A Year in Shorts Day 87: "Aquamania"

While Goofy may not be as undeniably great as Donald Duck or as simply iconic as Mickey Mouse, he has still more than earned his status as a Disney legend. And while unfortunately A Goofy Movie was not nominated for any Oscars (despite the fact that “I2I” and “Stand Out” were far more deserving of a Best Song nomination than that year’s winner, “Colors of the Wind”), he still managed to have two shorts nominated for Oscar gold. And while today’s film, 1961’s Aquamania, may not be the best of Disney shorts, it’s still pretty entertaining in its own right.

(via Pinterest)

Directed by Wolfgang Reitherman, who would go on to direct several Disney films such as The Sword in the Stone, The Jungle Book and Robin Hood, Aquamania more or less perfectly encapsulates the 60s Disney aesthetic. After the 1950s produced a series of artistically beautiful but not remotely cost effective films and shorts, efforts were made in the 1960s to keep costs down. Most notably was the use of "xerography", in which the studio could Xerox images to prevent them from having to draw every one by hand. This resulted in a major artistic shift for the studio, and that can definitely be seen in Aquamania.

Your mileage may vary on the art style, but I think it's pretty good here. No one can accuse the Disney films from this era of being their most attractive, but some of them do have a certain charm to them. Aquamania might look rough in spots, but I think it's still a fairly good-looking short, even if the budget cuts show in places. This style of animation would only get uglier as time went on (suffice it to say, I'm not a fan of The Aristocats), but it worked perfectly fine when they were starting out.

(via TV Tropes)

And as for the short itself, perfectly fine describes it pretty well. The faux documentary format always suited Goofy well, and it's fun here too, even if the short abandons it halfway through. The sight gags of Goofy water skiing (oh, did I forget to mention what the short is about? Goofy buys a boat and accidentally enters a water ski race) are all decently funny, and it's altogether a fine way to kill eight minutes. It's not revolutionary stuff, but you'll have a good enough time.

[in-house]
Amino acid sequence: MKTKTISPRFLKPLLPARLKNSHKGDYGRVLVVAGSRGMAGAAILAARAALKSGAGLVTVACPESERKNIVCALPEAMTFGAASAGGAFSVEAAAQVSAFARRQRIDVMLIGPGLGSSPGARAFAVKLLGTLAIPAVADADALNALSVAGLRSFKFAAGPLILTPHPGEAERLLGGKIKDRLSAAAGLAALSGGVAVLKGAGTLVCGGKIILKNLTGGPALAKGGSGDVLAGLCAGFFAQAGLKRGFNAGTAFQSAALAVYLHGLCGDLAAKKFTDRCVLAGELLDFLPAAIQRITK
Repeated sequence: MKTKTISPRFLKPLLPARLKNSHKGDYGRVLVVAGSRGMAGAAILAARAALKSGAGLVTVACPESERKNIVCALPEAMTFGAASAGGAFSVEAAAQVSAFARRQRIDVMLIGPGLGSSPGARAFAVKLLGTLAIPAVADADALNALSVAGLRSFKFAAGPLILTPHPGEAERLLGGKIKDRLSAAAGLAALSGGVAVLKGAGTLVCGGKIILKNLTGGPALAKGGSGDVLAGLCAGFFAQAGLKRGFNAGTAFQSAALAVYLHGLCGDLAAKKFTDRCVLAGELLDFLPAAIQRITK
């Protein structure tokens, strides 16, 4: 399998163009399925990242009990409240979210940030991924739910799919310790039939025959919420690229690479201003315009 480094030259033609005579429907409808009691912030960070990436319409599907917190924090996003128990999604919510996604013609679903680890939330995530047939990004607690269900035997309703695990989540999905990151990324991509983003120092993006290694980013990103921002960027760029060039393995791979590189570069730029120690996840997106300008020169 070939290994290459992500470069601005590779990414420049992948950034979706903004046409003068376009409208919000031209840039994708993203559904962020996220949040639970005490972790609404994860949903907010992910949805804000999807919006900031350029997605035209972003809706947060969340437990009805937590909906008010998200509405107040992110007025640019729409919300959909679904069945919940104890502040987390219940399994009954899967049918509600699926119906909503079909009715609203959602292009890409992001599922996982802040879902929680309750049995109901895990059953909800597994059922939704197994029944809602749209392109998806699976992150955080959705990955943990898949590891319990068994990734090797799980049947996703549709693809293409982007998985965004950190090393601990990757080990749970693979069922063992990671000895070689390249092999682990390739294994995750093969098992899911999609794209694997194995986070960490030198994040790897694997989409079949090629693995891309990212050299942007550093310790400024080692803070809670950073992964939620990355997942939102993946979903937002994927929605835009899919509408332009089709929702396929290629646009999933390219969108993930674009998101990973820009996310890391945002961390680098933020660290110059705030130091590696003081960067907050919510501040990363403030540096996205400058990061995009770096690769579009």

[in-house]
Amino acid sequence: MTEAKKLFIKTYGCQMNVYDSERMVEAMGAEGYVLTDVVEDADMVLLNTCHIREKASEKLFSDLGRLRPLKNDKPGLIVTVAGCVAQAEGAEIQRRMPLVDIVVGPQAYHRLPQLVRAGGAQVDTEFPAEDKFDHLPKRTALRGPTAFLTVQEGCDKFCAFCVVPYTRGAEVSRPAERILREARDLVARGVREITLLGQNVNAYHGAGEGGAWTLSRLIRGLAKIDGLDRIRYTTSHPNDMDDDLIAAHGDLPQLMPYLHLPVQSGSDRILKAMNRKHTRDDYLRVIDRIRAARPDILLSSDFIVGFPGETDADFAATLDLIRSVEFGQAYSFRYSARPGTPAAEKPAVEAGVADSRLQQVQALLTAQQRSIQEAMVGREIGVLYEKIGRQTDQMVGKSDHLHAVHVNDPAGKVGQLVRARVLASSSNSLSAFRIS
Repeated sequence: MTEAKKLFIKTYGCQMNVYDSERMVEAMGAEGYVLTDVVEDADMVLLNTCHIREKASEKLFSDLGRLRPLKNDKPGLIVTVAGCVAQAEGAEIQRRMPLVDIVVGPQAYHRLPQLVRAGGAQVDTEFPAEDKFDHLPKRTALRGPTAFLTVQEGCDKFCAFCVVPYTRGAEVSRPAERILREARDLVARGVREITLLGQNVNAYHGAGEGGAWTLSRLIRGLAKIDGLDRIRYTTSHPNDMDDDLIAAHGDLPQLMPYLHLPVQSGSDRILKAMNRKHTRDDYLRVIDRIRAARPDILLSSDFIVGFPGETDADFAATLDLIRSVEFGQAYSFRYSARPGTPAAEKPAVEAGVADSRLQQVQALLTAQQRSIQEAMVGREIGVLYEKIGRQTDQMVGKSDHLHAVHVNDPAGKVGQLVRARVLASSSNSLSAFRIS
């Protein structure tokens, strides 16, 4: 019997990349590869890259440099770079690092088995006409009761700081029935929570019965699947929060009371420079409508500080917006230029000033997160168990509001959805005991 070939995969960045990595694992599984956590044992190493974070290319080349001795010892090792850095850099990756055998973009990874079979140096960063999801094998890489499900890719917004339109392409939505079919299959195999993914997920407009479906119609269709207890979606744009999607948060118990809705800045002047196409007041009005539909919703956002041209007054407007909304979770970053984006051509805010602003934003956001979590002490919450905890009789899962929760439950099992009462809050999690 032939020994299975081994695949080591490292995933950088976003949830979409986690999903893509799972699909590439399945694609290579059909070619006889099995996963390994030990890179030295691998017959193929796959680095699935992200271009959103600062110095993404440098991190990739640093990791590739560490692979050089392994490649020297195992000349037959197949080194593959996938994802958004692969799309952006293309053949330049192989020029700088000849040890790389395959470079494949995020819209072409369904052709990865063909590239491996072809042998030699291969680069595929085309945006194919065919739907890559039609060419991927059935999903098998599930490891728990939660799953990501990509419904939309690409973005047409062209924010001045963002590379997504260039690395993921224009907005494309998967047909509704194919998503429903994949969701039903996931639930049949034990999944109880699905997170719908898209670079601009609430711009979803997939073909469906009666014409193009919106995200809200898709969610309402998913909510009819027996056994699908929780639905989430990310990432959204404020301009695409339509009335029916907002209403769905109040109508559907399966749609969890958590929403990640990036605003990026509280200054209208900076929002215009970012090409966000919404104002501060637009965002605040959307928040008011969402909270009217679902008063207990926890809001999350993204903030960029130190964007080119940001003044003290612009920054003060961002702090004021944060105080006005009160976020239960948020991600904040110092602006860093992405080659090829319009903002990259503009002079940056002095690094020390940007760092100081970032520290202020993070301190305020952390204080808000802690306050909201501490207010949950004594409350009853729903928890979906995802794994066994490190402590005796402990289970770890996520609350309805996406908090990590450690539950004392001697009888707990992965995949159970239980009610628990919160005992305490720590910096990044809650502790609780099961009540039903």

(via Tumbral)

The 1960s were not a great time for the Walt Disney company, either financially or artistically. One only has to look at the Best Animated Short category to notice that. In a category he once effortlessly dominated, Walt Disney only received four nominations that decade. His only win came after his death, for Winnie the Pooh and the Blustery Day. Still, Disney managed to produce some great films in that time (Mary Poppins in particular), and plenty of ok ones too. Aquamania belongs in the latter category, and maybe that's enough.

Or maybe I'm just happy to be watching anything other than a Tweety short and I'm just grading on a curve. But it's my blog so who cares?!

Keep up with the Oscar Baiting here on Letterboxd!

"Aquamania" is NOT available to watch on Disney +, which makes no sense to me. It's not even racist!

The Great Oscar Baiter is a not-for-profit work of criticism. All images herein are property of their respective owners and are protected under Fair Use.

Also, come on, listen to this song and tell me the theme song from "Dead Man Walking" (a movie which decidedly did NOT need a theme song) deserved an Oscar nomination more:


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